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The Medium

Posted by GG Goblin On February - 11 - 2021

Two worlds, one creepy adventure.

The launch of the Xbox Series X was a strange one, being that there was an obvious absence of exclusives to help sell the machine. As it turned out, this didn’t really seem to affect the sales of the next-gen console, abut it did leave all of the early adopters waiting for that first big, shiny new title that would show off exactly how capable their new machine was. Finally, after a couple of months waiting, Bloober Team’s The Medium arrived on the console to much applause. A subtle survival horror, The Medium also launched immediately on the excellent Xbox Game Pass, so there really is no reason not to spend some time flitting between two worlds.


The Medium may not be exactly what players expect though. Taking on the role of Marianne, the titular Medium, players will early on discover that the character not only has a special ability, but also that she seems to have been dealing with this ability for much of her life. This is slowly revealed throughout the game, starting with a disturbing recurring dream before heading into the much more mundane reality of returning to the family home to deal with the death of Marianne’s foster father. Quickly though, players will be faced with exactly what Marianne is able to do when it turns out that the spirit of her foster father has not moved on. A quick trip to the spirit world and a conversation should get that worked out.

The much advertised selling point for The Medium was this idea of the main character being able to exist in two worlds simultaneously, and it is quite a spectacle when it happens. Being able to converse with the dead and exist in the spirit world is Marianne’s main power, and the way it is presented is just great. While much of the time Marianne remains in only one of the two worlds, the simultaneous existence sections are the best, as the screen splits in two and presents Marianne moving and engaging in both at the same time.


The spirit world is both similar yet different to the real world. Features that the player can see in the real world screen may still exist in the spirit world, but will be changed to fit in with the decayed and slightly foreboding visual theme of the spirit world. The player controls both Mariannes at once, and a fair number of the puzzles in the game will involve players having to activate something in one world to open the route in the other.

It is all very nicely done, and works seamlessly. The spirit world is atmospheric and immersive, having a great visual style that brings the world to life. The excellent use of lighting only adds to the immersions and the sense of unease as the player continues to explore. It can be a little unusual to see Marianne interact with something on one screen while interacting with absolutely nothing on the other, but it adds to that whole idea that Marianne is strange and that people would have seen her as such throughout her life while she stands in the corner talking to no-one.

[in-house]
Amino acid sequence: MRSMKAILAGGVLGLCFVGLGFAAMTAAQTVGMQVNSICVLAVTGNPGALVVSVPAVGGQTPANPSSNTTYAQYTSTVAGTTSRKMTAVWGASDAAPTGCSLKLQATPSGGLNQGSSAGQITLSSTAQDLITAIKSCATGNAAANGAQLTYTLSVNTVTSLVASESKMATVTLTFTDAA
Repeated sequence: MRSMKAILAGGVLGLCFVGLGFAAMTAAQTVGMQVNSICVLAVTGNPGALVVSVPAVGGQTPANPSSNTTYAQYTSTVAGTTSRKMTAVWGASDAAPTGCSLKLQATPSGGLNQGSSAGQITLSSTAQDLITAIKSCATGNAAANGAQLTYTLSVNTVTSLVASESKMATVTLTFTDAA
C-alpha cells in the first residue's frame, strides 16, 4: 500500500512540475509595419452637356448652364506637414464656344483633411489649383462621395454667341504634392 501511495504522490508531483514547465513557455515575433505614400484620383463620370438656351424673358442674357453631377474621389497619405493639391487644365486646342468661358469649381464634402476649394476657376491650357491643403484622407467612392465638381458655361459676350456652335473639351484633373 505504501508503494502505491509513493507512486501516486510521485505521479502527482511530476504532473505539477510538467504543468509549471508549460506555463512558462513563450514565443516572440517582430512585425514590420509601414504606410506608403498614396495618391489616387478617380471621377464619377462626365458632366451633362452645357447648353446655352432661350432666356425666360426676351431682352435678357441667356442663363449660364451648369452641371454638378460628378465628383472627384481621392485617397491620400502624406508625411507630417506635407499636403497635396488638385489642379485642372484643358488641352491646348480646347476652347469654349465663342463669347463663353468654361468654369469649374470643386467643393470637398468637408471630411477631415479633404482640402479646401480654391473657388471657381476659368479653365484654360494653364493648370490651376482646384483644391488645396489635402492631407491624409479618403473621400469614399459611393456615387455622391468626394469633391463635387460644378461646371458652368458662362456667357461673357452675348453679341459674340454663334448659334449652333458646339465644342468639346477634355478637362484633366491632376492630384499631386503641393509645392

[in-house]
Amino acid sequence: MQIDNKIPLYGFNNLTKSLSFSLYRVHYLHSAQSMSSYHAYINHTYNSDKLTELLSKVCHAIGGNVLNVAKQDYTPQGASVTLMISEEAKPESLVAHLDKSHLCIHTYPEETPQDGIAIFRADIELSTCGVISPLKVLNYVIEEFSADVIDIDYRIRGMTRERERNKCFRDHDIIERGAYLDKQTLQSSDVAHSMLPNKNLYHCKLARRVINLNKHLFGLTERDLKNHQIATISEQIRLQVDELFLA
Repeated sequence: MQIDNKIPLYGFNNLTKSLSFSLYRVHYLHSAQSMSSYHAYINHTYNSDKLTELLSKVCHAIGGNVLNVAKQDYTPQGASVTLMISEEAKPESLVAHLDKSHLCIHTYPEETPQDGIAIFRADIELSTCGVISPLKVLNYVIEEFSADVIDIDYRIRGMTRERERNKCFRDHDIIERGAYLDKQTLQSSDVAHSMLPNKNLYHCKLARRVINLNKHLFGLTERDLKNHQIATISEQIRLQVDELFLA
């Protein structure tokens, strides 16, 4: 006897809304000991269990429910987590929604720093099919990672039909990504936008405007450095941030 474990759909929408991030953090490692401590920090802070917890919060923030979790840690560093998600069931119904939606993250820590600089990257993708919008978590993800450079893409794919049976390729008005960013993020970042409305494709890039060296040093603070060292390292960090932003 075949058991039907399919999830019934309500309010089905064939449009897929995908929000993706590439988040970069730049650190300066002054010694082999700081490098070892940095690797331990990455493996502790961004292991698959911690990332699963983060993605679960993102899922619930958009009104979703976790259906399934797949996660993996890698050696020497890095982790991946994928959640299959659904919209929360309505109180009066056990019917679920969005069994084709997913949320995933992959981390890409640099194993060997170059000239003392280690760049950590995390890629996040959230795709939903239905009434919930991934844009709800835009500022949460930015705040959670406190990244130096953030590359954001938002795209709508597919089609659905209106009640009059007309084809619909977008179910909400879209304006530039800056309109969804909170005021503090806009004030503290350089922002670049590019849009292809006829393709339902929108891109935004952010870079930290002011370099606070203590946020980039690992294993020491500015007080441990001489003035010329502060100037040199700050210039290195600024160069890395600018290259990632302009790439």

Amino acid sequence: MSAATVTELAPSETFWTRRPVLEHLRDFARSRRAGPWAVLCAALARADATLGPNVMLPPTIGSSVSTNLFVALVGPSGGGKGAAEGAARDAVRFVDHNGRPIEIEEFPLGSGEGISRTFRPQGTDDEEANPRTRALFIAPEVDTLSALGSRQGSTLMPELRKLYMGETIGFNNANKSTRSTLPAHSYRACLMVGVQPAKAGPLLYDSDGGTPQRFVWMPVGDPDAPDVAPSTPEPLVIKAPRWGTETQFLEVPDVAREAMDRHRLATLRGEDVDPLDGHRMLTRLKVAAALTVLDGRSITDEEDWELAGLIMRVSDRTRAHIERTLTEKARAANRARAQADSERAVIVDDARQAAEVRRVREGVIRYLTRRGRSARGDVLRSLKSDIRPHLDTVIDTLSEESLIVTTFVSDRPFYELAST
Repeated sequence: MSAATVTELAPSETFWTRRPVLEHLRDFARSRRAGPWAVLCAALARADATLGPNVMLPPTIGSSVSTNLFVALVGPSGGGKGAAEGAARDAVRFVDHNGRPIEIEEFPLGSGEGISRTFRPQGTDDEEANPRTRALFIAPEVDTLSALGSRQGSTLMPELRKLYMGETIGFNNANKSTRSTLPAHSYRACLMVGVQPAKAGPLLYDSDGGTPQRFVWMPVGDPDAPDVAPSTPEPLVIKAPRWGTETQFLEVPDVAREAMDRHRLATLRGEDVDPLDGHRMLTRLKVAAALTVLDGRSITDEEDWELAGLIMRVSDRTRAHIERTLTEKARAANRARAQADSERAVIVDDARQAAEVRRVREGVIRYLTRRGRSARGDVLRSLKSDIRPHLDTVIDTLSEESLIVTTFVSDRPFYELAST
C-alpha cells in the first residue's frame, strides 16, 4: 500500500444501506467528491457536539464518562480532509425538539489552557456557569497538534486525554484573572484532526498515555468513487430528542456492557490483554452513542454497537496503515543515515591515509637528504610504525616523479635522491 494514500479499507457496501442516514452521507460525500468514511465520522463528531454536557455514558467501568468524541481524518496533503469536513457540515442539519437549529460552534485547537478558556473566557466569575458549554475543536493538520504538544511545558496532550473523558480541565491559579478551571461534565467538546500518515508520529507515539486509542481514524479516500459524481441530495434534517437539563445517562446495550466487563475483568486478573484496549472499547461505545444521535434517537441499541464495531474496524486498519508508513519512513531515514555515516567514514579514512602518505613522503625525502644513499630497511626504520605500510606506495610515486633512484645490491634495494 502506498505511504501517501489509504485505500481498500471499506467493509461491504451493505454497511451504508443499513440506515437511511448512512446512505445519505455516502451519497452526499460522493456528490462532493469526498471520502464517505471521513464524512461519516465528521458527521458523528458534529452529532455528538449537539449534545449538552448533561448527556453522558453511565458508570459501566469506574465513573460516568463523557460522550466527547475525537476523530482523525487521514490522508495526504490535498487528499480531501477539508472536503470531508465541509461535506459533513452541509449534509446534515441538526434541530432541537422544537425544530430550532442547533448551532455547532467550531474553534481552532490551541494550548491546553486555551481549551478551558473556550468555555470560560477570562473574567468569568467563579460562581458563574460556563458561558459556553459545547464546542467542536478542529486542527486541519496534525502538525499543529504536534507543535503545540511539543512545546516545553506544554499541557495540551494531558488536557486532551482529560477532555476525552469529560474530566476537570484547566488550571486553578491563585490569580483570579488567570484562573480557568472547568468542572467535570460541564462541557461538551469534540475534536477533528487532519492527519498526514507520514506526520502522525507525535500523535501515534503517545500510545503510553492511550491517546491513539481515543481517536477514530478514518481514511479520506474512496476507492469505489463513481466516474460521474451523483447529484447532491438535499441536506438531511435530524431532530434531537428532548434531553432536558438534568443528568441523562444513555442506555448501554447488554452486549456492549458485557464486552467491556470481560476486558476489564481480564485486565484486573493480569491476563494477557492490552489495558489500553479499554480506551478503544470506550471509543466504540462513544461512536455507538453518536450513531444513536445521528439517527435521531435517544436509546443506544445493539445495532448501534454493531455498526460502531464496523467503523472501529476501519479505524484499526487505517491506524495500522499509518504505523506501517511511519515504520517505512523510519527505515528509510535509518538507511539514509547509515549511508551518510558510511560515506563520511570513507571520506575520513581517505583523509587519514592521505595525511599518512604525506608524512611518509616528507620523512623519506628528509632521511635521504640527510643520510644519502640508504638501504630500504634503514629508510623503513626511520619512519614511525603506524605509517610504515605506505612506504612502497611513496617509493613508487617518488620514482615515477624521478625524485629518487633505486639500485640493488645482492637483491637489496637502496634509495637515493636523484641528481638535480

Following the funeral home sequence, an introduction for the player to Marianne’s world, She receives a mysterious phone call offering to answer questions about the dream that starts the game. To get these answers, Marianne will have to travel to a derelict holiday compound called the Niwa Resort, which just so happens to be the perfect setting for some creepy exploration as something terrible obviously happened there.


Much of the game plays at a slower pace than many players may be expecting from a survival horror title. In many ways, it plays more like an exploration game, with gameplay revolving around searching small areas and clicking on various objects to either be able to progress the story or get some more background. Marianne has the ability to highlight objects of importance in a given area, or show footprints and such, to help out. None of the puzzles are especially difficult, which may cause some disappointment for some players, but at least it allows players to keep progressing without too many problems.

Unlike many horror games, The Medium doesn’t have much of a sense of threat. The game is certainly foreboding, but aside from a couple of jumpy moments, it doesn’t really amount to much. There are a couple of threats to the player though, with the most significant coming from the entity known as The Maw, voiced by Troy Baker. Marianne will have to use stealth to avoid The Maw as much as possible, both in the real world and the spirit world, which can certainly raise the tension. The Maw will act differently depending on which world the player is in, which gives further variety when these sequences happen, although it can be a jarring break for players who are invested heavily in following the story.


The Medium is an obviously accomplished game with high production values and makes great use of the new hardware it is running on. It is, however, not necessarily what players will expect. The game is mature and much more psychological than it is horrific, but players who can invest in the narrative will come away with a great experience. It’s not the longest game, and the replayability is not very strong, but The Medium is a good showcase for the Xbox Series X and worth dropping in to. Included with Xbox Game Pass, there is little reason not to play The Medium.




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